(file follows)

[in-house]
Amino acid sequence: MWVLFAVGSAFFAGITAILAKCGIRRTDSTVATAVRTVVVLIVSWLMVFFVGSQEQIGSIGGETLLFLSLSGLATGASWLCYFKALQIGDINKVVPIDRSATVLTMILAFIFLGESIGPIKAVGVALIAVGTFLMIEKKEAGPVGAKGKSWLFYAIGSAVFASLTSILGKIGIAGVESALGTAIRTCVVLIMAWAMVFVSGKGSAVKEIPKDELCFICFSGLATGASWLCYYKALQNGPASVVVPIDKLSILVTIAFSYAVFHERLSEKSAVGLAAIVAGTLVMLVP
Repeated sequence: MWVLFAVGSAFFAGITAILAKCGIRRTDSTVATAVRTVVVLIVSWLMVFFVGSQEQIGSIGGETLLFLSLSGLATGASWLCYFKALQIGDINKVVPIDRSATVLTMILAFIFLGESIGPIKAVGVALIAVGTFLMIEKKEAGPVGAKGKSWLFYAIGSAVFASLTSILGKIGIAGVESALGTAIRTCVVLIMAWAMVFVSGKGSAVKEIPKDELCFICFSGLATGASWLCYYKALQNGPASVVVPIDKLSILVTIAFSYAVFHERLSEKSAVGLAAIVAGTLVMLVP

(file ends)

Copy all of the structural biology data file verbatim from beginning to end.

[in-house]
Amino acid sequence: MWVLFAVGSAFFAGITAILAKCGIRRTDSTVATAVRTVVVLIVSWLMVFFVGSQEQIGSIGGETLLFLSLSGLATGASWLCYFKALQIGDINKVVPIDRSATVLTMILAFIFLGESIGPIKAVGVALIAVGTFLMIEKKEAGPVGAKGKSWLFYAIGSAVFASLTSILGKIGIAGVESALGTAIRTCVVLIMAWAMVFVSGKGSAVKEIPKDELCFICFSGLATGASWLCYYKALQNGPASVVVPIDKLSILVTIAFSYAVFHERLSEKSAVGLAAIVAGTLVMLVP
Repeated sequence: MWVLFAVGSAFFAGITAILAKCGIRRTDSTVATAVRTVVVLIVSWLMVFFVGSQEQIGSIGGETLLFLSLSGLATGASWLCYFKALQIGDINKVVPIDRSATVLTMILAFIFLGESIGPIKAVGVALIAVGTFLMIEKKEAGPVGAKGKSWLFYAIGSAVFASLTSILGKIGIAGVESALGTAIRTCVVLIMAWAMVFVSGKGSAVKEIPKDELCFICFSGLATGASWLCYYKALQNGPASVVVPIDKLSILVTIAFSYAVFHERLSEKSAVGLAAIVAGTLVMLVP